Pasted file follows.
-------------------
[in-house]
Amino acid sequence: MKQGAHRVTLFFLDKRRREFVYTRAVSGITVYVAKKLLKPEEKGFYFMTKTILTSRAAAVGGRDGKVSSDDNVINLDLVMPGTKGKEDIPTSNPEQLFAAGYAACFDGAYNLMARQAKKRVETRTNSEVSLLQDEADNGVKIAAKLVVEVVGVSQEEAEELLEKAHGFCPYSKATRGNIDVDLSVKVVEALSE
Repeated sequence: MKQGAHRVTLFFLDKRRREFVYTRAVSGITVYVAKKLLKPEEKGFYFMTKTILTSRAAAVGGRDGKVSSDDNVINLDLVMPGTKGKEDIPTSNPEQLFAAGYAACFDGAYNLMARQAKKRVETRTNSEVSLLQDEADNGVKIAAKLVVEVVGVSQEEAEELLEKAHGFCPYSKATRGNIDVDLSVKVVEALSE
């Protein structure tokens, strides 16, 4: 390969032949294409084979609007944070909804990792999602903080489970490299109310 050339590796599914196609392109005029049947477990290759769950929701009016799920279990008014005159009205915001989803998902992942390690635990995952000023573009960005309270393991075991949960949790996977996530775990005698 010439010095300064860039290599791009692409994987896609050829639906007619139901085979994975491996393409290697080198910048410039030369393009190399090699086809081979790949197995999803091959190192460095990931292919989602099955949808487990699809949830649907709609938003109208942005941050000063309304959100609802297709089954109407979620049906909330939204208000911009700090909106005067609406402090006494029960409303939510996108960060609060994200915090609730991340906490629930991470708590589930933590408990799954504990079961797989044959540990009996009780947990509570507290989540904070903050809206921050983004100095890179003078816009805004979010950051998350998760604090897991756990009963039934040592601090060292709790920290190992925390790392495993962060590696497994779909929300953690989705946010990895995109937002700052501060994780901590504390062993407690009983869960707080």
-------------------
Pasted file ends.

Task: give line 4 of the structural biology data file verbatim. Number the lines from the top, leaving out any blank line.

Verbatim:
């Protein structure tokens, strides 16, 4: 390969032949294409084979609007944070909804990792999602903080489970490299109310 050339590796599914196609392109005029049947477990290759769950929701009016799920279990008014005159009205915001989803998902992942390690635990995952000023573009960005309270393991075991949960949790996977996530775990005698 010439010095300064860039290599791009692409994987896609050829639906007619139901085979994975491996393409290697080198910048410039030369393009190399090699086809081979790949197995999803091959190192460095990931292919989602099955949808487990699809949830649907709609938003109208942005941050000063309304959100609802297709089954109407979620049906909330939204208000911009700090909106005067609406402090006494029960409303939510996108960060609060994200915090609730991340906490629930991470708590589930933590408990799954504990079961797989044959540990009996009780947990509570507290989540904070903050809206921050983004100095890179003078816009805004979010950051998350998760604090897991756990009963039934040592601090060292709790920290190992925390790392495993962060590696497994779909929300953690989705946010990895995109937002700052501060994780901590504390062993407690009983869960707080």